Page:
Archive for October 2017

Through Preparation, Then Through Trust

October 13, 2017

One sign of a controlling leader is they become ineffective when they or their cohorts are not around to use external controls.  It’s not uncommon to hear a leader say, “I can’t go on a two week vacation, the place will fall apart if I’m gone that long.”

Going away for two weeks is a perfect way to test for empowerment; however, leaders cannot just dump and run.  Here are some actions leaders can take to ensure they and their direct reports feel confident while they are gone:

  • Document the critical aspects of the leader’s position;
  • Identify direct reports who are capable of these aspects (they need not all be carried out by the same person);
  • Train and/or cross-train;
  • Have a direct report do the aspect of the work as a trial run before leaving;
  • Finally, enjoy the time away.

By empowering direct reports to perform aspects of the leader’s job while they’re gone and entrusting them to make decisions in their absence, direct reports will successfully increase trust, confidence, engagement, and productivity.  Leaders may even find that allowing the direct report to continue that work upon their return opens new options up for them.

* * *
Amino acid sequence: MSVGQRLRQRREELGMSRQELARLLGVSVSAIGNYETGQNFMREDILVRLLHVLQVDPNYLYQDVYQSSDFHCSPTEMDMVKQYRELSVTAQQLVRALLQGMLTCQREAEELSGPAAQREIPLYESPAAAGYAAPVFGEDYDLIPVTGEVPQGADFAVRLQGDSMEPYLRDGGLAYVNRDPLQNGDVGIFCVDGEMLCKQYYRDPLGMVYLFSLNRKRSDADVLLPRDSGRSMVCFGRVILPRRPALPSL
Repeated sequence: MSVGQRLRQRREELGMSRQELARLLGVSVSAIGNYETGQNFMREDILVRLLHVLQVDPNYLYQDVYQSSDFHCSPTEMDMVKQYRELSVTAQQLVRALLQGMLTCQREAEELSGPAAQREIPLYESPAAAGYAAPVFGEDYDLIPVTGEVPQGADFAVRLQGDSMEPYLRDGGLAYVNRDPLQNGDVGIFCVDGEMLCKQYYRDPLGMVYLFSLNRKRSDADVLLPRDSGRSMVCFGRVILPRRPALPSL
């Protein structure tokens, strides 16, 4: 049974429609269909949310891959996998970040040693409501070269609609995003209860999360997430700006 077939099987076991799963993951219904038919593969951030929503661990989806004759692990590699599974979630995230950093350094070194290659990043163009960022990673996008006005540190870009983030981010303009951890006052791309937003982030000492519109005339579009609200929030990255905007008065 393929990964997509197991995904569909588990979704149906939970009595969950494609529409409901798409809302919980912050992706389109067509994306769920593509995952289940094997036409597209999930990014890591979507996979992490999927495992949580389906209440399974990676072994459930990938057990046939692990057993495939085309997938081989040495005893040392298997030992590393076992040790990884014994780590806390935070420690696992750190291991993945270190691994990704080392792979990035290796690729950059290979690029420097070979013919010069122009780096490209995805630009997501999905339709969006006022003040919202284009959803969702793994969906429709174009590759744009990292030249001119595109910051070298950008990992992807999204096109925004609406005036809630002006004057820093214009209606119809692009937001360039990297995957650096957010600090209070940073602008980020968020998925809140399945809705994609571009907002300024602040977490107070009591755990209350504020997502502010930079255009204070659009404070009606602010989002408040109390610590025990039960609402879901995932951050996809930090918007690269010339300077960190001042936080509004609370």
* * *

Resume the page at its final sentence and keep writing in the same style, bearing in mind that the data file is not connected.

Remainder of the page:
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Direct Reports Should Be Challenged To Continuously Develop

October 6, 2017

In his book “The Shallows: What The Internet Is Doing To Our Brains”, Nicholas Carr argues that our reliance on the Internet is changing how our brains operate.  As we become more reliant on the Internet, and electronics in general, our brains are required to do less memorization and deep reading.  With facts and data being just a few keystrokes away, why tax our brains with memorization?  Why read a complete article or book, when with a few clicks several summaries and reviews give us what we need to know?

The Internet has made things much easier for our brains.  But the brain is like any other muscle and needs to be exercised or will atrophy.  Leaders must ask themselves how they are challenging their direct reports to exercise their brains.

One leader asked each of his direct reports to read the first chapter of a popular personal development book and send him a brief review of what they read and how their executive team could be more effective.  The direct reports enjoyed the exercise, the leader enjoyed the improvements, and the team became stronger.

Leaders who empower their direct reports to develop their brains will enjoy success too.